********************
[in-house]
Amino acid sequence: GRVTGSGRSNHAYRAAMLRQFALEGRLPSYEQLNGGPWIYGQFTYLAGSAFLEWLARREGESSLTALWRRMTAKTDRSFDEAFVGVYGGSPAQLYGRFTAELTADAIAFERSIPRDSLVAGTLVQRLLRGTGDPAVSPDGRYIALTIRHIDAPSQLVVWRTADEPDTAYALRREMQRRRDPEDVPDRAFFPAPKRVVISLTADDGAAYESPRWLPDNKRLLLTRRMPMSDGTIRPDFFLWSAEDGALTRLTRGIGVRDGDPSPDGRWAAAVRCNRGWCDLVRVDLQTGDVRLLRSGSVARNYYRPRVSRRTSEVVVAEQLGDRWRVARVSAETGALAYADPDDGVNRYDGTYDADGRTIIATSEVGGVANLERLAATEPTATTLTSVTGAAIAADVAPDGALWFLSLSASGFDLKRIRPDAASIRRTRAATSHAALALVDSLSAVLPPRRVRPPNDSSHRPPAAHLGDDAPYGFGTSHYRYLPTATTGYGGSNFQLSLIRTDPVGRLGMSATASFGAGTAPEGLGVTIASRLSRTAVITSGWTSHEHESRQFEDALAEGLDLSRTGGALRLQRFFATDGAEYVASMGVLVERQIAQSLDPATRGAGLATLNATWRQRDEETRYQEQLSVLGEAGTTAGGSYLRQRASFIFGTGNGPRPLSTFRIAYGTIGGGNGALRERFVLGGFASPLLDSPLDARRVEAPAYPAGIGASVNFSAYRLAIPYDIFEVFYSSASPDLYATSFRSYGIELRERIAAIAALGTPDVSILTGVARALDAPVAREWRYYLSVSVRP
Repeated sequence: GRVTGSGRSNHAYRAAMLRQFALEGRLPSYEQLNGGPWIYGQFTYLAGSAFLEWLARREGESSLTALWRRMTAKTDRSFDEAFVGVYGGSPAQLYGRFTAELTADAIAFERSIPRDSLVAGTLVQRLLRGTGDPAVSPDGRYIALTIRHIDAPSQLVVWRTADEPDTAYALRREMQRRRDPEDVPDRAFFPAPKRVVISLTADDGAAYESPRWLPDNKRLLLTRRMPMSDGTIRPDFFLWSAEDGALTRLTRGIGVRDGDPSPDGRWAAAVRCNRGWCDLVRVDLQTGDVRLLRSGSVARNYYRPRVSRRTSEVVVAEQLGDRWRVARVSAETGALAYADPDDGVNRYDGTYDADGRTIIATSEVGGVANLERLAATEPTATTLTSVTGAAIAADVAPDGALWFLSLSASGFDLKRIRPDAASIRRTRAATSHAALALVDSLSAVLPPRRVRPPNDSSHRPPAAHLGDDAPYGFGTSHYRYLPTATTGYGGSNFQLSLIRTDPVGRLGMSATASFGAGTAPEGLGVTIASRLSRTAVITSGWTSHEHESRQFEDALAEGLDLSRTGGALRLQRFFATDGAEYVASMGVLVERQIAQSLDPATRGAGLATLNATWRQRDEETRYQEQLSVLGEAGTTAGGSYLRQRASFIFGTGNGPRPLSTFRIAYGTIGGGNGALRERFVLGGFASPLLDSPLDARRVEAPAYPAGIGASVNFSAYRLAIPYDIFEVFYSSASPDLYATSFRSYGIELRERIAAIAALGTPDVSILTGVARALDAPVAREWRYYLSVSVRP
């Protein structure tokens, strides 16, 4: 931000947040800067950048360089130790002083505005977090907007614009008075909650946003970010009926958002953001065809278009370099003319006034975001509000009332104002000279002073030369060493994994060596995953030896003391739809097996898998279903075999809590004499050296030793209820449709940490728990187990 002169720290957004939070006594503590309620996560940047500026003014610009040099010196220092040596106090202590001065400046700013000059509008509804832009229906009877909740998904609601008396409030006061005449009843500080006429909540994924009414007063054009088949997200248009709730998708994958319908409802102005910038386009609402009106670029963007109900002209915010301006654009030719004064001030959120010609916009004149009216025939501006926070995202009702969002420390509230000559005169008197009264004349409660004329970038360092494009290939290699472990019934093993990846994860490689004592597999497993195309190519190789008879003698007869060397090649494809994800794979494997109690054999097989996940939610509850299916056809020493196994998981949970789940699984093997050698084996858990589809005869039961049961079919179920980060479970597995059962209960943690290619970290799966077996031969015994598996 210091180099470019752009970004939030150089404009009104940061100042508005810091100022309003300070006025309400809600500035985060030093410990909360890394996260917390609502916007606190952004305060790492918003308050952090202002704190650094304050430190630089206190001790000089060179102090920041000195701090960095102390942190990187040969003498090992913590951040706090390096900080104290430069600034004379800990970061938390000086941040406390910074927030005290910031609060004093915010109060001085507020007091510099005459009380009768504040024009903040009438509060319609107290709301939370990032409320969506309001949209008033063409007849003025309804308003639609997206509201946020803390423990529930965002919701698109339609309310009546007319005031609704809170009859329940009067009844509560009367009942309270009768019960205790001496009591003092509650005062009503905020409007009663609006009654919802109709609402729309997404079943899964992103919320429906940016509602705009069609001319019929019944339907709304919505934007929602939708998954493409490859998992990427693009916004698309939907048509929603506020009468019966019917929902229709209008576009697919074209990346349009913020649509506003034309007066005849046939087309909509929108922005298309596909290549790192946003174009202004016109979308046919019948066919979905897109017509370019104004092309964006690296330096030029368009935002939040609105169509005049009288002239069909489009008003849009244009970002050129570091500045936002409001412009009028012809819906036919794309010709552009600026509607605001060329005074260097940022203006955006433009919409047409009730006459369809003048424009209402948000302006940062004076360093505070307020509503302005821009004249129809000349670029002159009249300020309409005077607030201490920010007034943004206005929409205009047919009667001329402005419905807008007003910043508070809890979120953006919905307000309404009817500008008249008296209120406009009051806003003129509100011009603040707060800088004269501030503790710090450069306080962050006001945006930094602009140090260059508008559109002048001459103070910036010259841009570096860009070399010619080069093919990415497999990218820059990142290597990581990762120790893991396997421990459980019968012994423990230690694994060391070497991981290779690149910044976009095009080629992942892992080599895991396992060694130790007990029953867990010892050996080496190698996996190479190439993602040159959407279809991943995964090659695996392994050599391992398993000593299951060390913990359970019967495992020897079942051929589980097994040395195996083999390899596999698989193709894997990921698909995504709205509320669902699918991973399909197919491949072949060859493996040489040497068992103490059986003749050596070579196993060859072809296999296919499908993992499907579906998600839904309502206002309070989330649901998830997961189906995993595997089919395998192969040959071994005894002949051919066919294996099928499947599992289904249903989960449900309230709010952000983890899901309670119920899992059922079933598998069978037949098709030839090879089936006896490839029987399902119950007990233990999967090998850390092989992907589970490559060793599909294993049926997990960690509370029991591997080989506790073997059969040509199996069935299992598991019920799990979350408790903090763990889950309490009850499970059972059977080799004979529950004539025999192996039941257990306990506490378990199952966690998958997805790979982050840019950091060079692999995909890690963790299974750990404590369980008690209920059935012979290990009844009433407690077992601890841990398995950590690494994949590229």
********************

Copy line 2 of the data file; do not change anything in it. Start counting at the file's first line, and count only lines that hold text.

Amino acid sequence: GRVTGSGRSNHAYRAAMLRQFALEGRLPSYEQLNGGPWIYGQFTYLAGSAFLEWLARREGESSLTALWRRMTAKTDRSFDEAFVGVYGGSPAQLYGRFTAELTADAIAFERSIPRDSLVAGTLVQRLLRGTGDPAVSPDGRYIALTIRHIDAPSQLVVWRTADEPDTAYALRREMQRRRDPEDVPDRAFFPAPKRVVISLTADDGAAYESPRWLPDNKRLLLTRRMPMSDGTIRPDFFLWSAEDGALTRLTRGIGVRDGDPSPDGRWAAAVRCNRGWCDLVRVDLQTGDVRLLRSGSVARNYYRPRVSRRTSEVVVAEQLGDRWRVARVSAETGALAYADPDDGVNRYDGTYDADGRTIIATSEVGGVANLERLAATEPTATTLTSVTGAAIAADVAPDGALWFLSLSASGFDLKRIRPDAASIRRTRAATSHAALALVDSLSAVLPPRRVRPPNDSSHRPPAAHLGDDAPYGFGTSHYRYLPTATTGYGGSNFQLSLIRTDPVGRLGMSATASFGAGTAPEGLGVTIASRLSRTAVITSGWTSHEHESRQFEDALAEGLDLSRTGGALRLQRFFATDGAEYVASMGVLVERQIAQSLDPATRGAGLATLNATWRQRDEETRYQEQLSVLGEAGTTAGGSYLRQRASFIFGTGNGPRPLSTFRIAYGTIGGGNGALRERFVLGGFASPLLDSPLDARRVEAPAYPAGIGASVNFSAYRLAIPYDIFEVFYSSASPDLYATSFRSYGIELRERIAAIAALGTPDVSILTGVARALDAPVAREWRYYLSVSVRP